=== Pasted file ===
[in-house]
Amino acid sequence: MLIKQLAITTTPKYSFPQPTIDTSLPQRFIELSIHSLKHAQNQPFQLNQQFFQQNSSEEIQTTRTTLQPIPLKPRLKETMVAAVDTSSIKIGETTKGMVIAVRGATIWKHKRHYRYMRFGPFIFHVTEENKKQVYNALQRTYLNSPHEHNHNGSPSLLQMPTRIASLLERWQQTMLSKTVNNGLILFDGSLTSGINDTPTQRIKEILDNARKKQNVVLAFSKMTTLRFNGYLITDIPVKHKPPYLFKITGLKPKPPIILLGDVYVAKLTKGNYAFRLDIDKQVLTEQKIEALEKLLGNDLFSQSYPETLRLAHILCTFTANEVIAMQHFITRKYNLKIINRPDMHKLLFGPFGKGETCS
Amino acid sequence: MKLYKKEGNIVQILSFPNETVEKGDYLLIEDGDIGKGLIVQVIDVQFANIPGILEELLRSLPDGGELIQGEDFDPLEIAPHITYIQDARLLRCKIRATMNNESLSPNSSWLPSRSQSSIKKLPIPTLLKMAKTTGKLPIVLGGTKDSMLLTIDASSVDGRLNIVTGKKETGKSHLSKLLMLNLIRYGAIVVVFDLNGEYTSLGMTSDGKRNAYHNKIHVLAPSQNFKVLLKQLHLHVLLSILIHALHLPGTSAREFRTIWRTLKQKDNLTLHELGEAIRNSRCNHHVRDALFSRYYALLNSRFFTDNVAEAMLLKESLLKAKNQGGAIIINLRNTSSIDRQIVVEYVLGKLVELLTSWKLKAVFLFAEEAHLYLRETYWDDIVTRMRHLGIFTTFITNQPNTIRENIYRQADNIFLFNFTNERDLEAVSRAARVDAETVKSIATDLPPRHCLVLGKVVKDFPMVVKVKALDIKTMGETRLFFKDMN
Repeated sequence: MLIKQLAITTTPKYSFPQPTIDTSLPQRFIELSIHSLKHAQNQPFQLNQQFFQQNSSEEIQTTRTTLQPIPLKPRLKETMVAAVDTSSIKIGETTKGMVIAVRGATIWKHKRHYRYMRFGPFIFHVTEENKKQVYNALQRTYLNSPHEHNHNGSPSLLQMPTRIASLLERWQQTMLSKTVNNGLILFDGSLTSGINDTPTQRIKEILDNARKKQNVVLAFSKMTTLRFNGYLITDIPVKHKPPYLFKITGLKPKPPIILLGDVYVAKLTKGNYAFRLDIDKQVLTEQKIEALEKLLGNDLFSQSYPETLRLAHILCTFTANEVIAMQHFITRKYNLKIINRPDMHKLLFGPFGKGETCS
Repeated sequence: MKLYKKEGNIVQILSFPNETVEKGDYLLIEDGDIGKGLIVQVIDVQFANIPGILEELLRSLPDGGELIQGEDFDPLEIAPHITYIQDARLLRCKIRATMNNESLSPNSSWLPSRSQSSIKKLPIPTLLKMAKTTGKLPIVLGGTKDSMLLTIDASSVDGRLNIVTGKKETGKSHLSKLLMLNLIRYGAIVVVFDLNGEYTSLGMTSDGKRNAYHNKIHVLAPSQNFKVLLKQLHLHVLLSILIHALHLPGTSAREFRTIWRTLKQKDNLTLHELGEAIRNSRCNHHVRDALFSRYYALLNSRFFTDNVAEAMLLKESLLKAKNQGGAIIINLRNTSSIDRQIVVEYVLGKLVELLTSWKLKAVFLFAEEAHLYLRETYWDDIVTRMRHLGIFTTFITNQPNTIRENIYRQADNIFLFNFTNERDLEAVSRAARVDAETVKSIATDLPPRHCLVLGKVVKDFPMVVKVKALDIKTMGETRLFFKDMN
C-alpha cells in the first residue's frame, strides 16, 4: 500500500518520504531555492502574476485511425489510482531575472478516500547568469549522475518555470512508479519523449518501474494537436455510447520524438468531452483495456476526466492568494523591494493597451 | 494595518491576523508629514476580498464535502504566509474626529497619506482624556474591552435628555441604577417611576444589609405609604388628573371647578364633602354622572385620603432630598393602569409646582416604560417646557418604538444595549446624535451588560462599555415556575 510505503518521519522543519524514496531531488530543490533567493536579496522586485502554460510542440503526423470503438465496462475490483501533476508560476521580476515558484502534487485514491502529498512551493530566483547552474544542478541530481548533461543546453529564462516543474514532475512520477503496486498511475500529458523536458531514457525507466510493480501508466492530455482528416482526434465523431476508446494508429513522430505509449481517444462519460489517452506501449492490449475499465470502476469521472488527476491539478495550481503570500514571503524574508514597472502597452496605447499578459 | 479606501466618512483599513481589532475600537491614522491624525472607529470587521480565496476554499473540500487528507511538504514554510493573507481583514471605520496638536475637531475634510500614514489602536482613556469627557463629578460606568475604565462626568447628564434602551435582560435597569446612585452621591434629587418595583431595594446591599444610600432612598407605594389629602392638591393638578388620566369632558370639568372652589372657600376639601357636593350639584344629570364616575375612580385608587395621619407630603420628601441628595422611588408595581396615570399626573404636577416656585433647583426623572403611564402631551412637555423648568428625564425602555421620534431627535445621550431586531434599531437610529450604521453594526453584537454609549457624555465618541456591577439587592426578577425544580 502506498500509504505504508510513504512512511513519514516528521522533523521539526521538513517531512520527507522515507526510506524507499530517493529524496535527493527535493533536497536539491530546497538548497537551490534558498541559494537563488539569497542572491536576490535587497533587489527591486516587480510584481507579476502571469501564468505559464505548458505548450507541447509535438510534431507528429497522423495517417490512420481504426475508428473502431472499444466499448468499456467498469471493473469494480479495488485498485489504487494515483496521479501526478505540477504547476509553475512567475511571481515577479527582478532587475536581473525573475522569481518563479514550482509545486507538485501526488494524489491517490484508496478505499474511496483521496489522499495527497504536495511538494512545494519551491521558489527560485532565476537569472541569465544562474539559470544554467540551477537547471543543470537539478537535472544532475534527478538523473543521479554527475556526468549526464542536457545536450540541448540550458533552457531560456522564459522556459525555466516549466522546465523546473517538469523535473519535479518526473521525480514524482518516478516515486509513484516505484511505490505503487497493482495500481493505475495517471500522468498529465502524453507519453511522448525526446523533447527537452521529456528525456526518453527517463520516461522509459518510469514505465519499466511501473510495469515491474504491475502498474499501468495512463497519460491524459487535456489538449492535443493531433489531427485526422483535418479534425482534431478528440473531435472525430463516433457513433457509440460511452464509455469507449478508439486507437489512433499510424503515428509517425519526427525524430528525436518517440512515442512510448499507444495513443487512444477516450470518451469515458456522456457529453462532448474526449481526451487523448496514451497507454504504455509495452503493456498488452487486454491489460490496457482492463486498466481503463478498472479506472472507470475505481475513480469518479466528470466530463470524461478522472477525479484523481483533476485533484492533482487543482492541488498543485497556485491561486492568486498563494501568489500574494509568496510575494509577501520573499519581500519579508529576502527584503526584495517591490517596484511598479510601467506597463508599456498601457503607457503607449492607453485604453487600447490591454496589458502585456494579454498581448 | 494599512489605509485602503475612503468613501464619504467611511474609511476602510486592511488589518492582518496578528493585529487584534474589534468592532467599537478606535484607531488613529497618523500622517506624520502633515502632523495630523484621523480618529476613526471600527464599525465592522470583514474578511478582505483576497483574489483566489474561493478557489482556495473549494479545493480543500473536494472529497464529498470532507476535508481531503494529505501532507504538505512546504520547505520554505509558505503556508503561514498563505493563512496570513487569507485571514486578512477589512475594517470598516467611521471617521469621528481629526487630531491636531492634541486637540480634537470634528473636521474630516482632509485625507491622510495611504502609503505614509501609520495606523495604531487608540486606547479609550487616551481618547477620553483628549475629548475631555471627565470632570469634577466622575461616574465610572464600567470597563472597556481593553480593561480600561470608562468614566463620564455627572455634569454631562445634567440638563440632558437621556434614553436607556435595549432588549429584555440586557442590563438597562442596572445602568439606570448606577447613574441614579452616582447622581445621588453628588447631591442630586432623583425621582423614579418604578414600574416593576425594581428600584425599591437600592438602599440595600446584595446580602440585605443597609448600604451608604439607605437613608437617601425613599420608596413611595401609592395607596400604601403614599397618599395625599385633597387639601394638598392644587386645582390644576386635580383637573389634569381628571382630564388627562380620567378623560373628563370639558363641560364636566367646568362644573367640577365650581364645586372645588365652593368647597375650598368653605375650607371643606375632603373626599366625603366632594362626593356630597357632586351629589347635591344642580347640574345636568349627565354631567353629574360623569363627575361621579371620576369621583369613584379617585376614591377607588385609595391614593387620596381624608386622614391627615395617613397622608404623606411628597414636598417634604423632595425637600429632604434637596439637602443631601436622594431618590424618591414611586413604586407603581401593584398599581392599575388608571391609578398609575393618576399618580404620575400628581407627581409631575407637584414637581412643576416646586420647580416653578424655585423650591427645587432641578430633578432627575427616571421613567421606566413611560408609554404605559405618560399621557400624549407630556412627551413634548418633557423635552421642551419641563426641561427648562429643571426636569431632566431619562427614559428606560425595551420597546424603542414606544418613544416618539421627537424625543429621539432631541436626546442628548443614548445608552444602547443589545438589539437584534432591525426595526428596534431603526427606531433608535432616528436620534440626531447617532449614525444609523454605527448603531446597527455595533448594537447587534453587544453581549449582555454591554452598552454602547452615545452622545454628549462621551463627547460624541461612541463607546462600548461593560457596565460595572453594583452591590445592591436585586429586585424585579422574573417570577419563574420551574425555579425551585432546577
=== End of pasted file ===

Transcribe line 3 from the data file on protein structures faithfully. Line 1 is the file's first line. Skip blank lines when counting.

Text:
Amino acid sequence: MKLYKKEGNIVQILSFPNETVEKGDYLLIEDGDIGKGLIVQVIDVQFANIPGILEELLRSLPDGGELIQGEDFDPLEIAPHITYIQDARLLRCKIRATMNNESLSPNSSWLPSRSQSSIKKLPIPTLLKMAKTTGKLPIVLGGTKDSMLLTIDASSVDGRLNIVTGKKETGKSHLSKLLMLNLIRYGAIVVVFDLNGEYTSLGMTSDGKRNAYHNKIHVLAPSQNFKVLLKQLHLHVLLSILIHALHLPGTSAREFRTIWRTLKQKDNLTLHELGEAIRNSRCNHHVRDALFSRYYALLNSRFFTDNVAEAMLLKESLLKAKNQGGAIIINLRNTSSIDRQIVVEYVLGKLVELLTSWKLKAVFLFAEEAHLYLRETYWDDIVTRMRHLGIFTTFITNQPNTIRENIYRQADNIFLFNFTNERDLEAVSRAARVDAETVKSIATDLPPRHCLVLGKVVKDFPMVVKVKALDIKTMGETRLFFKDMN